October 5, 2017 Nocturne (Movie Review)
Indie Horror is at one of its brightest points in recent memory. Long years of mostly uninspired Horror from big studios wore down the audience and they have come to expect derivative plot devices and terrible scripts. Over the past few years, an increasing number of fans have turned to Indie Horror films because they want to see young filmmakers take risks the studios have not allowed. Los Angeles Thriller Film Festival 2016 winner Nocturne is a good example of what Horror audiences are looking for as it gives us enough fright without relying on the typical jump scares, and most importantly, provides an original, interesting story that keeps viewers invested.
Officially released on DVD as of July 25, 2017 through Koan, Inc/ Monarch Home Entertainment, the Stephen Shimek (The Maze 2010, Dudes and Dragons 2015) directed Nocturne is a movie that will require viewers to stay the course past the first 30 minutes or so. It is almost certain that they will think they have seen this film before and where it is going. The story focuses on a young woman named Jo and her 5 friends who get together for a night of drinking and partying. Soon after, they decide to play with a Ouija Board and the party spirals into a mess of dirty secrets, repressed memories, and overall discord in the group as the evil influence starts to take over. Sounds familiar, right?
The setup is basic, but Nocturne ends up with its own identity through a pretty clever blend of Supernatural, Body, and Psychological Horror. It is not perfect, but in different hands the plot could have been a disaster. The audience is introduced to the characters and who they are well enough, and while they are not particularly memorable, they never approach the cringe-inducing frustration we feel all too often.
In addition, the cast is not well known but the performances are all solid. The actors deserve credit for getting more out of their characters than what was written. Jo, played by Clare Niederpruem (Zombie Hunter 2013, The Mentor 2014) and Maren, played by Hailey Nebeker (Rubi, 2011, The Witching Season series) have a lot of screen time and make the most of it. There is also the sappy but likeable couple, the jock, and the weirdo, all archetypes but all have some depth to them. There are a lot of moments past the halfway point that are fake-outs designed to give the audience a false sense of certainty and they are effective, and the ending is unexpected and well executed. Once the movie really gets going the ride is good, it just perhaps takes a little too long to get there.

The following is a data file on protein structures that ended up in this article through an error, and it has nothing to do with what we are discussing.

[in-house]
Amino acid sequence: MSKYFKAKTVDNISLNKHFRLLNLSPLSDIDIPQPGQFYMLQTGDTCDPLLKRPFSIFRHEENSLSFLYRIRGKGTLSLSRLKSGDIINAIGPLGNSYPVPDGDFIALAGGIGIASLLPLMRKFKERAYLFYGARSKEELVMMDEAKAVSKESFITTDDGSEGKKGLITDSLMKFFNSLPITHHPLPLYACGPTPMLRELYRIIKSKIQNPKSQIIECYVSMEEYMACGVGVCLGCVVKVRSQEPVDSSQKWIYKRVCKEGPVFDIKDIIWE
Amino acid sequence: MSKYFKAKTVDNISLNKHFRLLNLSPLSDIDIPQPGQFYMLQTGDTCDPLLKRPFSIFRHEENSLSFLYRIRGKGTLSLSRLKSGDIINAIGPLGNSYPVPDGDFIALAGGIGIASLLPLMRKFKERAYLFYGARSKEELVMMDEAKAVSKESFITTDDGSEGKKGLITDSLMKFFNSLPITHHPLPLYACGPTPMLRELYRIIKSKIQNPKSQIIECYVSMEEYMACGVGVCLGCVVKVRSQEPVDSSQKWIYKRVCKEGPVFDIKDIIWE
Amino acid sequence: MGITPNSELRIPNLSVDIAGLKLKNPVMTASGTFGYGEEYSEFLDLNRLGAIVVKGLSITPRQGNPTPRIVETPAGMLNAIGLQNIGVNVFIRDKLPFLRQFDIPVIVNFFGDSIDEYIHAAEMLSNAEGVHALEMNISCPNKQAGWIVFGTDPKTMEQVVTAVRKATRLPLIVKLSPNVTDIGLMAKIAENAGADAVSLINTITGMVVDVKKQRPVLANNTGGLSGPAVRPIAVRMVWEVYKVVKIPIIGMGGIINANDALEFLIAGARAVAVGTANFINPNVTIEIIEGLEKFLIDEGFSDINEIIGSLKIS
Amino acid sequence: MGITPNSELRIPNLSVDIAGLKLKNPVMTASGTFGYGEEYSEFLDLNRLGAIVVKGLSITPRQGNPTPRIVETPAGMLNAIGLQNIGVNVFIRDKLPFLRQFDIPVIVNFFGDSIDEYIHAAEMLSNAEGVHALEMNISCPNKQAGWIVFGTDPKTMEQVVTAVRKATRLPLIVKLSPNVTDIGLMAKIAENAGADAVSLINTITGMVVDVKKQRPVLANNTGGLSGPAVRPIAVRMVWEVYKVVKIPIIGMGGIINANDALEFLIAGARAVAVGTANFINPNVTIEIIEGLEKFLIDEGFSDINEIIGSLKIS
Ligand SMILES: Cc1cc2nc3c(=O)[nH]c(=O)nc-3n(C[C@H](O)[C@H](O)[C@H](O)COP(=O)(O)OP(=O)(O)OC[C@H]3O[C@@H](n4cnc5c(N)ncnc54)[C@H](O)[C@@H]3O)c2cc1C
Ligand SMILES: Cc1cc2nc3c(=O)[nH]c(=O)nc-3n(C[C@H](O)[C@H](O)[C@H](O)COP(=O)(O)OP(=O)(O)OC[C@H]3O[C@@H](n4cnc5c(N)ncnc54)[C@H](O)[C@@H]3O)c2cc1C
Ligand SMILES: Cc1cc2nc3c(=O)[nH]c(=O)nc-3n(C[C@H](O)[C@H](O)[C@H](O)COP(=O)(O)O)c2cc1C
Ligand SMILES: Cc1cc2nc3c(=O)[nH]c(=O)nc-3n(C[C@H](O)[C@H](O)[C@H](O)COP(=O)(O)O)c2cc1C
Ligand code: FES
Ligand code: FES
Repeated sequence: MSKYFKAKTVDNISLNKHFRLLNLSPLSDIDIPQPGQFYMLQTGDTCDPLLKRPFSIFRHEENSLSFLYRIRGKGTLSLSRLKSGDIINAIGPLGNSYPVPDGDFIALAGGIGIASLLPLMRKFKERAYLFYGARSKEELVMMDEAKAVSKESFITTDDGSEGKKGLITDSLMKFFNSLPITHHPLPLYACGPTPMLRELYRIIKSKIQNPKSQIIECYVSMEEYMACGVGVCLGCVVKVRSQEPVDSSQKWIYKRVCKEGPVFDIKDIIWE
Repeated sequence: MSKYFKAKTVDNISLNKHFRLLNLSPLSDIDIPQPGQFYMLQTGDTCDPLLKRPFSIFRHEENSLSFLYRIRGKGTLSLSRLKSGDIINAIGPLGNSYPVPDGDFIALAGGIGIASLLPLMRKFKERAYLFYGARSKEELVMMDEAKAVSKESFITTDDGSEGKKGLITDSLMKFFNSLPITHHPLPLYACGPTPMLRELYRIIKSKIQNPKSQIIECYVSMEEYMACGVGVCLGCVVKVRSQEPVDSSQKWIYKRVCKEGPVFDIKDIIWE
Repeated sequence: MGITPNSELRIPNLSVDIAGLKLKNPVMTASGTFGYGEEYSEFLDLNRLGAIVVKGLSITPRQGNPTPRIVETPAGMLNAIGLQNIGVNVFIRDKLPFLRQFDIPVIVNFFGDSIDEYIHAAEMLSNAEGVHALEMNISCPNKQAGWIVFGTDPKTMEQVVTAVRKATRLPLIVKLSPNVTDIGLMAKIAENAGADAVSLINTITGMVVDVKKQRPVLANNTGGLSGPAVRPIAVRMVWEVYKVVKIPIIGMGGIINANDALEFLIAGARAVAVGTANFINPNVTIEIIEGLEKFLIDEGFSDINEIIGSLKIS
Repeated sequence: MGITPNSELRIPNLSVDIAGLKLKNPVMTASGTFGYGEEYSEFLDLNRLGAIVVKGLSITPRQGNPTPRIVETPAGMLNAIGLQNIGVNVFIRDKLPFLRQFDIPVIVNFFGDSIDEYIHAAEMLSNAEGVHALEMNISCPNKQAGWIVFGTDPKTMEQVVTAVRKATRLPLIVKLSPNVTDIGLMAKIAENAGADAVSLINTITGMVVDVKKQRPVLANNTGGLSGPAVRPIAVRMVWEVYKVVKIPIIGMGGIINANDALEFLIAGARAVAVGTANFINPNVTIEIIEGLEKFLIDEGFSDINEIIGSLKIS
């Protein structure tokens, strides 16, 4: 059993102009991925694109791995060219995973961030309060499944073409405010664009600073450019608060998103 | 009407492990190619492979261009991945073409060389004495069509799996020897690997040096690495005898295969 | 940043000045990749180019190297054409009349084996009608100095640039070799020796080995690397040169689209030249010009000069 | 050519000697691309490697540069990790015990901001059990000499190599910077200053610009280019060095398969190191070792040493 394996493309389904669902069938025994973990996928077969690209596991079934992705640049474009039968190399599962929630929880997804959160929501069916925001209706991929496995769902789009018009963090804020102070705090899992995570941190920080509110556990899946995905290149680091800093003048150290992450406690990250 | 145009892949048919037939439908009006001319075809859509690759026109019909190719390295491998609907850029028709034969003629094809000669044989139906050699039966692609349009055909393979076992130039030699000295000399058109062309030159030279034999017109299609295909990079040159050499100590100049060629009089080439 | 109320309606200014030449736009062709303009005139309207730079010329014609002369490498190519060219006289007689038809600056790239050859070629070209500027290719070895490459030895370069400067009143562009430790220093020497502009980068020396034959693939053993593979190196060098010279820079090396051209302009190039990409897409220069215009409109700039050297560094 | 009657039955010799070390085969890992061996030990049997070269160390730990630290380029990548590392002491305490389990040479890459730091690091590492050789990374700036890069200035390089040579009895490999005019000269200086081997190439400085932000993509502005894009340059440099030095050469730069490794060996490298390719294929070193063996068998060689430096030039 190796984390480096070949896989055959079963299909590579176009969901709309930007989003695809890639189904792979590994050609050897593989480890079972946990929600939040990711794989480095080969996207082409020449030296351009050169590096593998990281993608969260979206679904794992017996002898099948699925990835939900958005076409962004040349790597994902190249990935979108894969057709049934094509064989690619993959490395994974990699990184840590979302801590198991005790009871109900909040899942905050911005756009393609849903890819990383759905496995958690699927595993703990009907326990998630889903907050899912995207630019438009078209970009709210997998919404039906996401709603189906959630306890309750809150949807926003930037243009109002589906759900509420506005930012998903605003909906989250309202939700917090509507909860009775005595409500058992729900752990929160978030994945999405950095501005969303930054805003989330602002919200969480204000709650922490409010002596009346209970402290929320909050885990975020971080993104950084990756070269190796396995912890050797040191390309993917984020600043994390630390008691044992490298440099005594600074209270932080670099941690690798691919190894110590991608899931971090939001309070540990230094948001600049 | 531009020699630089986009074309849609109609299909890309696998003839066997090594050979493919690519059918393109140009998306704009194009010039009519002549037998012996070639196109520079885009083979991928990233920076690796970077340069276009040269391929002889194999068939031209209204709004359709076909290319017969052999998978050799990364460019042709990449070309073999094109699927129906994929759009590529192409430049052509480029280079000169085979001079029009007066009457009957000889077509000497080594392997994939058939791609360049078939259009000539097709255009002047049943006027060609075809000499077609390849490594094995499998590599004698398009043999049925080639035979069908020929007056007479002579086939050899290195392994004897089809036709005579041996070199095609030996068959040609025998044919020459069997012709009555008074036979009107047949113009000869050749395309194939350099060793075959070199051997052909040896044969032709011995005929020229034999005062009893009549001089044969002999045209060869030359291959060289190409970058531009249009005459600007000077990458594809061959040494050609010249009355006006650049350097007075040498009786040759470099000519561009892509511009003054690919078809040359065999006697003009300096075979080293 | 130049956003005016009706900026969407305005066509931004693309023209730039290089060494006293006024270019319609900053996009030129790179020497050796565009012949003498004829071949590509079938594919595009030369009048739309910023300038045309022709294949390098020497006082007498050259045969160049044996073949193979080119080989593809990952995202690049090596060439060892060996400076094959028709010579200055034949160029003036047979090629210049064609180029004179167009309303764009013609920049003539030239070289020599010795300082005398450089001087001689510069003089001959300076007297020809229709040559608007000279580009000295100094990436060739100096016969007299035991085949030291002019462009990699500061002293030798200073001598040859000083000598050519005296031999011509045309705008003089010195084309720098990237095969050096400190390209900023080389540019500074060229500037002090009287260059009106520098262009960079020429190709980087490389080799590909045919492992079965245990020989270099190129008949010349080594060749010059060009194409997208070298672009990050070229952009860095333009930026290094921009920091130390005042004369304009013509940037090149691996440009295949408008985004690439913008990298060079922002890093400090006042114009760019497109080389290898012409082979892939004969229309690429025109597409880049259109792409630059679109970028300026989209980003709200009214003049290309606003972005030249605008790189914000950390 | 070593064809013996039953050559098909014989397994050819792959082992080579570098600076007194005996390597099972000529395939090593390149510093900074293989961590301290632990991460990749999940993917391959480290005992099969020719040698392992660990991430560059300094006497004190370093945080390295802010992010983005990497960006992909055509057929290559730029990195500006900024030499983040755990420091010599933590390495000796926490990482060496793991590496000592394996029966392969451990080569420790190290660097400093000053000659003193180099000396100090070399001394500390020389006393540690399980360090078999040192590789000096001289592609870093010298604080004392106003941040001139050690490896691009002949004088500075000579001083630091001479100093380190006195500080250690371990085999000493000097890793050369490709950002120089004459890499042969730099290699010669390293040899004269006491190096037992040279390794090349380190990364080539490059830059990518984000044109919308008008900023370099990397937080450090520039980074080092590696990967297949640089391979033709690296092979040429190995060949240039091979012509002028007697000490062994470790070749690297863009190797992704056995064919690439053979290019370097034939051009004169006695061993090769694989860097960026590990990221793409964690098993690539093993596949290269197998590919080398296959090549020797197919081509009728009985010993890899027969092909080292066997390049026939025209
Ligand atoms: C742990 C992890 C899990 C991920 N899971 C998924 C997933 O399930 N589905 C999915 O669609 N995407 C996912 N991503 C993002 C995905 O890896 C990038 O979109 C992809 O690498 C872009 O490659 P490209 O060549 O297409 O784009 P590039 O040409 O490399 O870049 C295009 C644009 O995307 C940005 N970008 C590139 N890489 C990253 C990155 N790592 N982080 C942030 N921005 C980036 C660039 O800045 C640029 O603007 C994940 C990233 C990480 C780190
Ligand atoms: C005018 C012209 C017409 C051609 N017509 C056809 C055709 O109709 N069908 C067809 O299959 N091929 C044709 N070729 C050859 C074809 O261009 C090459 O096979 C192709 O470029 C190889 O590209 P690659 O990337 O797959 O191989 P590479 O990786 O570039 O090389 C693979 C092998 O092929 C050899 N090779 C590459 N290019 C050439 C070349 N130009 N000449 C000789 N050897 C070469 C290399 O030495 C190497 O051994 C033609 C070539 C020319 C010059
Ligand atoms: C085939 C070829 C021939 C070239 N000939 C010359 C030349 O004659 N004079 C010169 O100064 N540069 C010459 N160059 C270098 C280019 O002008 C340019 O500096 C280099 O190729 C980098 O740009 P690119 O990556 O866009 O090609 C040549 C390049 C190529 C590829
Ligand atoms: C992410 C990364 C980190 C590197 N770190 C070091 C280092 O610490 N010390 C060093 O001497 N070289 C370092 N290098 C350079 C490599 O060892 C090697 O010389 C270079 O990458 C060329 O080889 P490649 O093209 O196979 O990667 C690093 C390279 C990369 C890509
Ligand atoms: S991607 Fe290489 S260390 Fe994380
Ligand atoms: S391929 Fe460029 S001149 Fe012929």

Probably the weakest part of Nocturne is the first half, particularly the script, which embraces the derivative more than it has to. However, the overall story is well written as well as focused, and does a lot of things right. The violence factor is fairly strong too, especially one scene in a bathroom that will no doubt make most viewers squirm.
While Nocturne tries to do a lot and never quite reaches its potential, it is a good film that manages to balance a precarious story without tipping it over. The budget is low, but it is never a problem as Shimek does a commendable job at the helm and is always in control. The actors are all effective, maximizing their time and not letting the audience hate them, which they will want to. Additionally, the movie provides genuine scares in a few different ways throughout, making it a nice package overall with more good than not.
Overall, Nocturne is the kind of film Horror audiences want – one that takes risks and has a strong focus on storytelling over cheap thrills. It is a good example of what passion and talent can do, and is better than a fair amount of the big studio projects that are often burdened with writing that is mediocre at best. It does not reach the level of the best Horror films of the year, but it is a solid Indie film whose positives are refreshing amid a lot of stagnant water in the genre. Overall, Nocturne is worth a Horror fan’s time, and CrypticRock gives it 3.5 out of 5 stars.
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